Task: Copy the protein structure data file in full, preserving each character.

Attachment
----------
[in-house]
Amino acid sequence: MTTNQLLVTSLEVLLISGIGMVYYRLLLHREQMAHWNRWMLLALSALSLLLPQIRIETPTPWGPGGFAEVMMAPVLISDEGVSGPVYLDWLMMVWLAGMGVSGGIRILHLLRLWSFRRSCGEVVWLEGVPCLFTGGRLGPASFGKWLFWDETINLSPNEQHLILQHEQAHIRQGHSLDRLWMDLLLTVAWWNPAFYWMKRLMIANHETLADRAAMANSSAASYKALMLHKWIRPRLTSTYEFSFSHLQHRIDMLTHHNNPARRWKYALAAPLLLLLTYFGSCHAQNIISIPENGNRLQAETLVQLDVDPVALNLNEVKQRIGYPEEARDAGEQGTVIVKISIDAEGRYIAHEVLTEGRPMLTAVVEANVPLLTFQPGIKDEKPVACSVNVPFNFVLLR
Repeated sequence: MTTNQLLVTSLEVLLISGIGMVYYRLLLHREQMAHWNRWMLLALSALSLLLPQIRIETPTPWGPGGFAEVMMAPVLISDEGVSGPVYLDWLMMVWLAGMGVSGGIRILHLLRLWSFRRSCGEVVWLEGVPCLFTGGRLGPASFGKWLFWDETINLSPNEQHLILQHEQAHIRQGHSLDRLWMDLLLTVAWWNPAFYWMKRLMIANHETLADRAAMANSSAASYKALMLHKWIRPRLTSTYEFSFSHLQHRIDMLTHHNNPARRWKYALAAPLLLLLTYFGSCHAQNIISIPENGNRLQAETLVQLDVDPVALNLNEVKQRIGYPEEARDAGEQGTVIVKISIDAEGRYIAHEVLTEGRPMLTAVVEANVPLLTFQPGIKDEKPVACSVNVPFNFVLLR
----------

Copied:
[in-house]
Amino acid sequence: MTTNQLLVTSLEVLLISGIGMVYYRLLLHREQMAHWNRWMLLALSALSLLLPQIRIETPTPWGPGGFAEVMMAPVLISDEGVSGPVYLDWLMMVWLAGMGVSGGIRILHLLRLWSFRRSCGEVVWLEGVPCLFTGGRLGPASFGKWLFWDETINLSPNEQHLILQHEQAHIRQGHSLDRLWMDLLLTVAWWNPAFYWMKRLMIANHETLADRAAMANSSAASYKALMLHKWIRPRLTSTYEFSFSHLQHRIDMLTHHNNPARRWKYALAAPLLLLLTYFGSCHAQNIISIPENGNRLQAETLVQLDVDPVALNLNEVKQRIGYPEEARDAGEQGTVIVKISIDAEGRYIAHEVLTEGRPMLTAVVEANVPLLTFQPGIKDEKPVACSVNVPFNFVLLR
Repeated sequence: MTTNQLLVTSLEVLLISGIGMVYYRLLLHREQMAHWNRWMLLALSALSLLLPQIRIETPTPWGPGGFAEVMMAPVLISDEGVSGPVYLDWLMMVWLAGMGVSGGIRILHLLRLWSFRRSCGEVVWLEGVPCLFTGGRLGPASFGKWLFWDETINLSPNEQHLILQHEQAHIRQGHSLDRLWMDLLLTVAWWNPAFYWMKRLMIANHETLADRAAMANSSAASYKALMLHKWIRPRLTSTYEFSFSHLQHRIDMLTHHNNPARRWKYALAAPLLLLLTYFGSCHAQNIISIPENGNRLQAETLVQLDVDPVALNLNEVKQRIGYPEEARDAGEQGTVIVKISIDAEGRYIAHEVLTEGRPMLTAVVEANVPLLTFQPGIKDEKPVACSVNVPFNFVLLR